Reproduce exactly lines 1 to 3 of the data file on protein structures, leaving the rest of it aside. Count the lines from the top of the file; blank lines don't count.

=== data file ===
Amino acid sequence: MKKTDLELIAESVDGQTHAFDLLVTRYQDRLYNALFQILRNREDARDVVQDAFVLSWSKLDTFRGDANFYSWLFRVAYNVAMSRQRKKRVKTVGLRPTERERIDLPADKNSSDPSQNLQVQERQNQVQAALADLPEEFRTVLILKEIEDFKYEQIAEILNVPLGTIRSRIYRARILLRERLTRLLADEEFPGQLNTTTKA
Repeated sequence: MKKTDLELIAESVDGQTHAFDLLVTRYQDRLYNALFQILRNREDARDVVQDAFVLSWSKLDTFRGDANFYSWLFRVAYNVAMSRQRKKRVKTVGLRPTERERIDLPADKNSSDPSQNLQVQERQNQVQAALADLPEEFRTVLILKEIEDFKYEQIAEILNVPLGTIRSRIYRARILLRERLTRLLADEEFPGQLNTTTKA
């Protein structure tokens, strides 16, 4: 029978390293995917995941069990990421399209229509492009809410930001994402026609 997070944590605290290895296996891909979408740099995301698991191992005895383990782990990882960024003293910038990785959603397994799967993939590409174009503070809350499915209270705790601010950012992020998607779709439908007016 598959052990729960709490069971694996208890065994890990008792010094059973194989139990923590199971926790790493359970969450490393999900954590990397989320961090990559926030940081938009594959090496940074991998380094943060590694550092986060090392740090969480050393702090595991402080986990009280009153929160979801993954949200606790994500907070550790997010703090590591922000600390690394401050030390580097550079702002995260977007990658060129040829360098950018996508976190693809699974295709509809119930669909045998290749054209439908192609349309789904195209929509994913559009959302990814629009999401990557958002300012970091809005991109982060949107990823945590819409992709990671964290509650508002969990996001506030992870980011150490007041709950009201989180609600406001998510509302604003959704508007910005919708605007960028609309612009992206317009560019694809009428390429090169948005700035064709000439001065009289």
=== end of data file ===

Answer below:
Amino acid sequence: MKKTDLELIAESVDGQTHAFDLLVTRYQDRLYNALFQILRNREDARDVVQDAFVLSWSKLDTFRGDANFYSWLFRVAYNVAMSRQRKKRVKTVGLRPTERERIDLPADKNSSDPSQNLQVQERQNQVQAALADLPEEFRTVLILKEIEDFKYEQIAEILNVPLGTIRSRIYRARILLRERLTRLLADEEFPGQLNTTTKA
Repeated sequence: MKKTDLELIAESVDGQTHAFDLLVTRYQDRLYNALFQILRNREDARDVVQDAFVLSWSKLDTFRGDANFYSWLFRVAYNVAMSRQRKKRVKTVGLRPTERERIDLPADKNSSDPSQNLQVQERQNQVQAALADLPEEFRTVLILKEIEDFKYEQIAEILNVPLGTIRSRIYRARILLRERLTRLLADEEFPGQLNTTTKA
């Protein structure tokens, strides 16, 4: 029978390293995917995941069990990421399209229509492009809410930001994402026609 997070944590605290290895296996891909979408740099995301698991191992005895383990782990990882960024003293910038990785959603397994799967993939590409174009503070809350499915209270705790601010950012992020998607779709439908007016 598959052990729960709490069971694996208890065994890990008792010094059973194989139990923590199971926790790493359970969450490393999900954590990397989320961090990559926030940081938009594959090496940074991998380094943060590694550092986060090392740090969480050393702090595991402080986990009280009153929160979801993954949200606790994500907070550790997010703090590591922000600390690394401050030390580097550079702002995260977007990658060129040829360098950018996508976190693809699974295709509809119930669909045998290749054209439908192609349309789904195209929509994913559009959302990814629009999401990557958002300012970091809005991109982060949107990823945590819409992709990671964290509650508002969990996001506030992870980011150490007041709950009201989180609600406001998510509302604003959704508007910005919708605007960028609309612009992206317009560019694809009428390429090169948005700035064709000439001065009289």